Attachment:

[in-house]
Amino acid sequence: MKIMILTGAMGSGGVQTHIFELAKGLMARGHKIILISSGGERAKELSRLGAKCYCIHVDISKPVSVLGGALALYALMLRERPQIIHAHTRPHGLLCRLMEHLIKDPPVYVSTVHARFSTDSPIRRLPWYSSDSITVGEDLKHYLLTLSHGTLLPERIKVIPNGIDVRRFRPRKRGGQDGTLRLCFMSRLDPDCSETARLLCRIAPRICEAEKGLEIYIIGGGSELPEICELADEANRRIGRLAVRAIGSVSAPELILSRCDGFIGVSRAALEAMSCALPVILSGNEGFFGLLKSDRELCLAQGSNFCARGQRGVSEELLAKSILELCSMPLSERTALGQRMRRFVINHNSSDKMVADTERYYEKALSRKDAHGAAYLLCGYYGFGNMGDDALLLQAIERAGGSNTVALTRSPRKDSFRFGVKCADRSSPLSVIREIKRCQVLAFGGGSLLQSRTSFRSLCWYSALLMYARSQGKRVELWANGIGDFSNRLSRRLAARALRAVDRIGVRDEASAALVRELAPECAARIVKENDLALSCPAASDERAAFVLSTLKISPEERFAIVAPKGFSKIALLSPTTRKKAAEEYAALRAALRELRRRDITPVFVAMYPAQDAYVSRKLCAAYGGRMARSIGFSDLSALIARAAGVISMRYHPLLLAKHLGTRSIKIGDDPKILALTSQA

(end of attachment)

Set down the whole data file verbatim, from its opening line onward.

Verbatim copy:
[in-house]
Amino acid sequence: MKIMILTGAMGSGGVQTHIFELAKGLMARGHKIILISSGGERAKELSRLGAKCYCIHVDISKPVSVLGGALALYALMLRERPQIIHAHTRPHGLLCRLMEHLIKDPPVYVSTVHARFSTDSPIRRLPWYSSDSITVGEDLKHYLLTLSHGTLLPERIKVIPNGIDVRRFRPRKRGGQDGTLRLCFMSRLDPDCSETARLLCRIAPRICEAEKGLEIYIIGGGSELPEICELADEANRRIGRLAVRAIGSVSAPELILSRCDGFIGVSRAALEAMSCALPVILSGNEGFFGLLKSDRELCLAQGSNFCARGQRGVSEELLAKSILELCSMPLSERTALGQRMRRFVINHNSSDKMVADTERYYEKALSRKDAHGAAYLLCGYYGFGNMGDDALLLQAIERAGGSNTVALTRSPRKDSFRFGVKCADRSSPLSVIREIKRCQVLAFGGGSLLQSRTSFRSLCWYSALLMYARSQGKRVELWANGIGDFSNRLSRRLAARALRAVDRIGVRDEASAALVRELAPECAARIVKENDLALSCPAASDERAAFVLSTLKISPEERFAIVAPKGFSKIALLSPTTRKKAAEEYAALRAALRELRRRDITPVFVAMYPAQDAYVSRKLCAAYGGRMARSIGFSDLSALIARAAGVISMRYHPLLLAKHLGTRSIKIGDDPKILALTSQA